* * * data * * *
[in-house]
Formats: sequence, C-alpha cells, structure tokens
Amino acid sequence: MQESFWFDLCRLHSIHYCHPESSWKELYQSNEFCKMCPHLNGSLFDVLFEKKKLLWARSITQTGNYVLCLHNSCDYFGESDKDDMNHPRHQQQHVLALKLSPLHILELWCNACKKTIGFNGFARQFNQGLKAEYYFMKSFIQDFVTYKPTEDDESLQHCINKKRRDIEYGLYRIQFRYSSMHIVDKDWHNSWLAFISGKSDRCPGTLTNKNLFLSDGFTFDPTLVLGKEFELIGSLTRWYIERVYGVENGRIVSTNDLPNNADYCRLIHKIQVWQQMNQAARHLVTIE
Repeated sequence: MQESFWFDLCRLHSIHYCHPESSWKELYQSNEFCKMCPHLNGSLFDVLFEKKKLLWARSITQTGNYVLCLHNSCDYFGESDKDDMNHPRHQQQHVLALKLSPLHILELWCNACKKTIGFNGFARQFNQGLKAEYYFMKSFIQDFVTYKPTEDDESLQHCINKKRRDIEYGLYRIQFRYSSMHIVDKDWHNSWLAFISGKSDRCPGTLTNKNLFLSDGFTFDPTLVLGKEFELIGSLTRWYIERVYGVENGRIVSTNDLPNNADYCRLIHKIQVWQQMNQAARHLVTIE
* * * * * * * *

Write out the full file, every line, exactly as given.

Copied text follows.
[in-house]
Formats: sequence, C-alpha cells, structure tokens
Amino acid sequence: MQESFWFDLCRLHSIHYCHPESSWKELYQSNEFCKMCPHLNGSLFDVLFEKKKLLWARSITQTGNYVLCLHNSCDYFGESDKDDMNHPRHQQQHVLALKLSPLHILELWCNACKKTIGFNGFARQFNQGLKAEYYFMKSFIQDFVTYKPTEDDESLQHCINKKRRDIEYGLYRIQFRYSSMHIVDKDWHNSWLAFISGKSDRCPGTLTNKNLFLSDGFTFDPTLVLGKEFELIGSLTRWYIERVYGVENGRIVSTNDLPNNADYCRLIHKIQVWQQMNQAARHLVTIE
Repeated sequence: MQESFWFDLCRLHSIHYCHPESSWKELYQSNEFCKMCPHLNGSLFDVLFEKKKLLWARSITQTGNYVLCLHNSCDYFGESDKDDMNHPRHQQQHVLALKLSPLHILELWCNACKKTIGFNGFARQFNQGLKAEYYFMKSFIQDFVTYKPTEDDESLQHCINKKRRDIEYGLYRIQFRYSSMHIVDKDWHNSWLAFISGKSDRCPGTLTNKNLFLSDGFTFDPTLVLGKEFELIGSLTRWYIERVYGVENGRIVSTNDLPNNADYCRLIHKIQVWQQMNQAARHLVTIE